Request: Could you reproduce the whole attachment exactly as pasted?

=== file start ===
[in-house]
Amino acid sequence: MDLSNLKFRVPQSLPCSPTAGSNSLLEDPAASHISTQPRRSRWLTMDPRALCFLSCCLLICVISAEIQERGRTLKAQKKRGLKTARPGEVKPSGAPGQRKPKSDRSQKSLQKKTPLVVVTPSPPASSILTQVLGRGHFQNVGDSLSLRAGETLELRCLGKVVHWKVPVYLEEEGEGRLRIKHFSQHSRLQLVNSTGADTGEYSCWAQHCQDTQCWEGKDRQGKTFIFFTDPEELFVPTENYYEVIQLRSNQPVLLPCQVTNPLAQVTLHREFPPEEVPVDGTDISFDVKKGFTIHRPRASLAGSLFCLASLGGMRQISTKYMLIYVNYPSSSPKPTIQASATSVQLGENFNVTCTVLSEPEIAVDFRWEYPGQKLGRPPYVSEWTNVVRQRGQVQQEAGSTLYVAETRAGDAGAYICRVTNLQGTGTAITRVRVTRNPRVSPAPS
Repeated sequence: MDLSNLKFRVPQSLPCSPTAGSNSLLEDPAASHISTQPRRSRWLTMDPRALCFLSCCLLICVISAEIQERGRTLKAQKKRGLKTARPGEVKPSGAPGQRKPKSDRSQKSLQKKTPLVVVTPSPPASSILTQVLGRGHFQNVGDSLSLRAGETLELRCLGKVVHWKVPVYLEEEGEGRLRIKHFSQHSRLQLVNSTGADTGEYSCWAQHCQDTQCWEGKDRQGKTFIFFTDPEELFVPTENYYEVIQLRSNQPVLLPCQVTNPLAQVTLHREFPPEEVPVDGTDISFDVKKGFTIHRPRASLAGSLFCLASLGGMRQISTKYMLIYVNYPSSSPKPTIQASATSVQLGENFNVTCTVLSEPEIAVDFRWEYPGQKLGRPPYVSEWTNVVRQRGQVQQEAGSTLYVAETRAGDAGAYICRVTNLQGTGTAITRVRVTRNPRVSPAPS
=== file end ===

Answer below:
[in-house]
Amino acid sequence: MDLSNLKFRVPQSLPCSPTAGSNSLLEDPAASHISTQPRRSRWLTMDPRALCFLSCCLLICVISAEIQERGRTLKAQKKRGLKTARPGEVKPSGAPGQRKPKSDRSQKSLQKKTPLVVVTPSPPASSILTQVLGRGHFQNVGDSLSLRAGETLELRCLGKVVHWKVPVYLEEEGEGRLRIKHFSQHSRLQLVNSTGADTGEYSCWAQHCQDTQCWEGKDRQGKTFIFFTDPEELFVPTENYYEVIQLRSNQPVLLPCQVTNPLAQVTLHREFPPEEVPVDGTDISFDVKKGFTIHRPRASLAGSLFCLASLGGMRQISTKYMLIYVNYPSSSPKPTIQASATSVQLGENFNVTCTVLSEPEIAVDFRWEYPGQKLGRPPYVSEWTNVVRQRGQVQQEAGSTLYVAETRAGDAGAYICRVTNLQGTGTAITRVRVTRNPRVSPAPS
Repeated sequence: MDLSNLKFRVPQSLPCSPTAGSNSLLEDPAASHISTQPRRSRWLTMDPRALCFLSCCLLICVISAEIQERGRTLKAQKKRGLKTARPGEVKPSGAPGQRKPKSDRSQKSLQKKTPLVVVTPSPPASSILTQVLGRGHFQNVGDSLSLRAGETLELRCLGKVVHWKVPVYLEEEGEGRLRIKHFSQHSRLQLVNSTGADTGEYSCWAQHCQDTQCWEGKDRQGKTFIFFTDPEELFVPTENYYEVIQLRSNQPVLLPCQVTNPLAQVTLHREFPPEEVPVDGTDISFDVKKGFTIHRPRASLAGSLFCLASLGGMRQISTKYMLIYVNYPSSSPKPTIQASATSVQLGENFNVTCTVLSEPEIAVDFRWEYPGQKLGRPPYVSEWTNVVRQRGQVQQEAGSTLYVAETRAGDAGAYICRVTNLQGTGTAITRVRVTRNPRVSPAPS